Brooke Wisdom | May 9, 2011
Transportation Construction Jobs Alone Do Not a Recovery Make
The art of riding the short-term/long-term transportation funding teeter-totter
By John Latta
A report from the National Transportation Policy Project says creating jobs in the transportation infrastructure is a good thing — but maybe not as good as we think, if it fails to bring long-term economic revival.
The report calls for investment that doesn’t create simply jobs, but “real job benefits.”
The report comes from the Bipartisan Policy Center and the authors are Douglas Holtz-Eakin, president of the American Action Forum and former director of the Congressional Budget Office, and Martin Wachs, senior principal researcher at the RAND Corporation and professor at the University of California-Berkeley.
“Short-term job creation, while vitally important, must be viewed within the context provided by a longer-term view,” say the authors. “Over the long term, higher productivity — the ability to generate more output and income from each dollar of capital or hour of work — is the key to higher labor earnings and improved standards of living.”
The authors argue that while transportation investment will always create jobs, its actual effect on our economy — and eventually the long-term future of those working in the industry and in those newly created jobs — is only positive if the productivity metric measures positively.
Last month’s Financial District in these pages reported that a new McKinsey Global Institute report noted that productivity was the key factor in reigniting growth and renewing the American economy.
Different investments in transportation can have different impacts, and short-term job increases may not become the basis for long-term economic recovery, the authors claim. “Poorly-targeted transportation dollars represent a wasted opportunity that the country can ill afford given its current fiscal predicament,” say the authors.
So short-term job creation is not, they argue, automatically a good thing if we judge investments by their long-term value.
“Simply assuming that any transportation investment will have positive stimulative effects and will produce long-term gains for the economy is not a sound basis for investment.” The two authors basically call for a form of lifecycle cost analysis of any transportation investment, ending with the selection of those projects that promise better “returns” on the investment.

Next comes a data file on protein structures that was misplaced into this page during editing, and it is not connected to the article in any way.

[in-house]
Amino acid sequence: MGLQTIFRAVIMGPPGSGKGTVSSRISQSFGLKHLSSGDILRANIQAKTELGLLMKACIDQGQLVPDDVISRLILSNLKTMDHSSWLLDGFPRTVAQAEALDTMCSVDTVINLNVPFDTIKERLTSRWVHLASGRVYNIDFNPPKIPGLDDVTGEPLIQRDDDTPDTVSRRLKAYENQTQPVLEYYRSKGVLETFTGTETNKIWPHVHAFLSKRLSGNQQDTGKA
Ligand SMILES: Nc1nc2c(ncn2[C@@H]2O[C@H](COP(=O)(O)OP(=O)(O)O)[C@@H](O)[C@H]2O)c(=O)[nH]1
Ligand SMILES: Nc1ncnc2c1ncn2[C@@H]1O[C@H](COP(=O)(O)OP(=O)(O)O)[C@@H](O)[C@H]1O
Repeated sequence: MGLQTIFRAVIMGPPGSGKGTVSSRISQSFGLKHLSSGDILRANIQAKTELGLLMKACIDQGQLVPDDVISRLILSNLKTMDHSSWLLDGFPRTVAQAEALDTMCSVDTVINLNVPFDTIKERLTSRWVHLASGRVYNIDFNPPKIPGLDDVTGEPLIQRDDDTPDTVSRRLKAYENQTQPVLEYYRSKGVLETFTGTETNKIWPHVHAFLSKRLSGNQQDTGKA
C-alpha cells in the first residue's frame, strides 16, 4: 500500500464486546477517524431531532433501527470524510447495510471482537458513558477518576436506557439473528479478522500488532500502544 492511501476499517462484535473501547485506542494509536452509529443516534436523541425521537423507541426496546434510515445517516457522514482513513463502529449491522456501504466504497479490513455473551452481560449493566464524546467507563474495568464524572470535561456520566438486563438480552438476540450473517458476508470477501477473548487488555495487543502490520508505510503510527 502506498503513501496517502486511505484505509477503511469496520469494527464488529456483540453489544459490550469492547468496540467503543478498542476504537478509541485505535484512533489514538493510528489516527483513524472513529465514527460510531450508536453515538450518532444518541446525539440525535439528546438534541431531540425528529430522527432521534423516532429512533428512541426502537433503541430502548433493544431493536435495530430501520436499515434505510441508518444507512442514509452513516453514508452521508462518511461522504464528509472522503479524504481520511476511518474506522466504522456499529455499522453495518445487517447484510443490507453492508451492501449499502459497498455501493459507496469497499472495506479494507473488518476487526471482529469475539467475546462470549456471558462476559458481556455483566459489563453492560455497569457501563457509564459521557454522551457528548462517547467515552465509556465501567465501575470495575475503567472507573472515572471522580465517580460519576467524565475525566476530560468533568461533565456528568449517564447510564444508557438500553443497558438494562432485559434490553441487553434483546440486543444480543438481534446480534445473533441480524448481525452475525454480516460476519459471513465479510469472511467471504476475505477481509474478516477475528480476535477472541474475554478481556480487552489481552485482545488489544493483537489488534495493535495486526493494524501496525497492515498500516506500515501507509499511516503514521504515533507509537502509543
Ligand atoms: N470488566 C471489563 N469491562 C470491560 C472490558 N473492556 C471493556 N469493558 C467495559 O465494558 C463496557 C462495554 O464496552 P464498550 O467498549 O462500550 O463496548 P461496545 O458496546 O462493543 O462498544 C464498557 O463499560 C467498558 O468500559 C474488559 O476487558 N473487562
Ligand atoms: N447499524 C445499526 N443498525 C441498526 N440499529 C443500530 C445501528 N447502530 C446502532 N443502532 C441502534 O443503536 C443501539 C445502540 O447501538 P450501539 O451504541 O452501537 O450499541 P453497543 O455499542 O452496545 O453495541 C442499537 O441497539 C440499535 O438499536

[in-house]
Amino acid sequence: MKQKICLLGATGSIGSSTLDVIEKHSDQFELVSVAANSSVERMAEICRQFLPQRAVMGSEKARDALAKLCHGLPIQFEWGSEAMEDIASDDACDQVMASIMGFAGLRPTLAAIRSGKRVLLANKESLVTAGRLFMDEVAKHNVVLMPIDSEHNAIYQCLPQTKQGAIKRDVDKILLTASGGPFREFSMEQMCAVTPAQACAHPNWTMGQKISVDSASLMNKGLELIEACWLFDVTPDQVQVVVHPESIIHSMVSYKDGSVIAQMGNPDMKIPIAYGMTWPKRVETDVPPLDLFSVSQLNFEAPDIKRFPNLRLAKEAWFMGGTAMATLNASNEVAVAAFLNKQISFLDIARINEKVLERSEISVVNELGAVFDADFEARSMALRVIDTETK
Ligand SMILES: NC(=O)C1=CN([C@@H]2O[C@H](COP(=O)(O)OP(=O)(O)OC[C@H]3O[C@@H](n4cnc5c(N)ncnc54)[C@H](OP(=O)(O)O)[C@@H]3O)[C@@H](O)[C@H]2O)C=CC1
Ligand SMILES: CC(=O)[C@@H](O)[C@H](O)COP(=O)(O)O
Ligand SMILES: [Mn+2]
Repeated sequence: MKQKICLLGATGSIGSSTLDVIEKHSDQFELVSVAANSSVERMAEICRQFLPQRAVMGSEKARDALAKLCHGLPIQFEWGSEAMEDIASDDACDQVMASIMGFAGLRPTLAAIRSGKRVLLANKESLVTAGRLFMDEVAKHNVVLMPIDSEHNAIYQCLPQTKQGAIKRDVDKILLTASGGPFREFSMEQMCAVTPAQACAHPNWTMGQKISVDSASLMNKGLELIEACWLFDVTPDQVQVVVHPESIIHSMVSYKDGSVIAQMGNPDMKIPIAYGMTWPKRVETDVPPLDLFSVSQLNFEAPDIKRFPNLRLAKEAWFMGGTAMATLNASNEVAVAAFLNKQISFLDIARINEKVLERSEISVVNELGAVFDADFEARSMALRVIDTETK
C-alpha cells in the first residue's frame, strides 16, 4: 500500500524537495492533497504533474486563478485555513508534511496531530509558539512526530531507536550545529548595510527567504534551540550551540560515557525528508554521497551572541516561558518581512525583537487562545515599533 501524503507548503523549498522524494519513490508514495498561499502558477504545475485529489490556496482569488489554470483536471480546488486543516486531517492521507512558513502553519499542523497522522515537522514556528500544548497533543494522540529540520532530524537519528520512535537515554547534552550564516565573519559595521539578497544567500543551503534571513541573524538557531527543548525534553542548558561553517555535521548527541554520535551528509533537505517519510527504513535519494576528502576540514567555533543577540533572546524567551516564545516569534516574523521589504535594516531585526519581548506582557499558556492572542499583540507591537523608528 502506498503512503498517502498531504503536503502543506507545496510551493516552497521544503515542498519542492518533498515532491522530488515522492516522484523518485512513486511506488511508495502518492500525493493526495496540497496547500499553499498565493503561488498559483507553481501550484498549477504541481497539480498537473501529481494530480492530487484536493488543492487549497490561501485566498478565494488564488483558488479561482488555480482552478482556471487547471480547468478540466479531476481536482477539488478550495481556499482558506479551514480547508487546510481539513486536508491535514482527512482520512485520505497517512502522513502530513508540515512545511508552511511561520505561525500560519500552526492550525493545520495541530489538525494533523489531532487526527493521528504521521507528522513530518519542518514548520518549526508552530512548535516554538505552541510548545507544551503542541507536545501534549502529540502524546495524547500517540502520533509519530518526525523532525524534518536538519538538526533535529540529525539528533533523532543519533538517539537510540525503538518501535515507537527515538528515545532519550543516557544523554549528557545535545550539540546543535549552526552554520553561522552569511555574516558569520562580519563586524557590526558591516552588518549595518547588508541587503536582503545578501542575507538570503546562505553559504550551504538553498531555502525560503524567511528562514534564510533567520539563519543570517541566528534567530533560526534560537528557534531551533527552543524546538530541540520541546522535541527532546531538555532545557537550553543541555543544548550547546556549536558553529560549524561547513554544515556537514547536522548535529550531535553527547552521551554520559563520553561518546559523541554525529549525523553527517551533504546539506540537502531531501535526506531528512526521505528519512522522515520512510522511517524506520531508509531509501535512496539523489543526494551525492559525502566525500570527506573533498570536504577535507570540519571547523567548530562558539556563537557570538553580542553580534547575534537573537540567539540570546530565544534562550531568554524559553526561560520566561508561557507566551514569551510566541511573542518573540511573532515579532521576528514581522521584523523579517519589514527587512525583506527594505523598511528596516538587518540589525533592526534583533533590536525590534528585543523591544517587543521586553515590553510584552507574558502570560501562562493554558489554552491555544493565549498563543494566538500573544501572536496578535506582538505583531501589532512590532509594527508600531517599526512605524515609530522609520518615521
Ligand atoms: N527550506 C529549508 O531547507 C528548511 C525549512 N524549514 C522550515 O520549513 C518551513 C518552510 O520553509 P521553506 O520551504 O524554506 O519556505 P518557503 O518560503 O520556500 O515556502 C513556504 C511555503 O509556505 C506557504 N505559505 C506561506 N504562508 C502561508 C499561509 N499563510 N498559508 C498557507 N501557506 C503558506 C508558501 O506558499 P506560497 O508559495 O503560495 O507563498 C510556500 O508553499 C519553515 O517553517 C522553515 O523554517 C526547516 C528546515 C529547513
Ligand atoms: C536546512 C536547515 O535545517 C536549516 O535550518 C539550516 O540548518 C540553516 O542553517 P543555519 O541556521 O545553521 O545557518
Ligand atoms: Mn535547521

One of the problems identified by the authors is the uncertainty of the “multiplier effect.” Estimates of how much a given project or investment means to long-term economic success, how many ripples it sends out over the economic pond, how many jobs it creates, tend to “carry substantial uncertainty,” to use their words. “Generally they are not purely data-driven; rather they rely on judgments and assumptions, and may not take into account aspects of the structure or timing of an investment that would have an impact on its actual multiplier effects.”
This uncertainty about how many jobs will actually be created by a specific transportation investment too often muddy the waters when it comes to assessing the long-term value of the investment and make it difficult to compare to other possible transportation uses of the funding involved.
Cited examples of long-term benefits from transportation infrastructure investment include improved efficiency and productivity brought about by reduced costs associated with congestion, environmental damage and accidents on our roads.
But the authors make it clear they believe you can have your cake and eat it too. Short-term job creation can be a part of long-term economic recovery if it’s done right, and that is the core of their case. But to achieve both goals, we must approach transportation spending in a fundamentally different way than we have in the past, they say. To do this, they recommend these policy changes:
1) Borrowed funds should not be put into existing channels for transportation spending in an effort to increase short-term employment. We should not put any money — much less borrowed money — into programs that provide questionable job-creation and long-term economic benefits.
2) Funding for transportation infrastructure that is intended to create jobs should focus on investments that are “shovel-ready” and provide long-term benefits. These are the investments that can immediately help ease unemployment while also building our economic future.
3) Federal transportation policy should be flexible on the “how” while being specific about outcomes. We need to focus more on accountability for the specific outcomes we want to achieve — economic growth, job creation — rather than on the strategies used to achieve them.
Let Them Use Spoons
Travelling in a far-off region of the world, iconic American economist Milton Friedman was shown work on a huge roadbuilding project by his proud hosts. A vast group of laborers were moving earth with shovels, no big earthmoving iron in sight. He asked the obvious question and was told that if massive machinery was used, it might be faster, but there would be fewer jobs created in the construction industry. Ah, says Friedman, if it’s job creation you want, why not use spoons instead of shovels?
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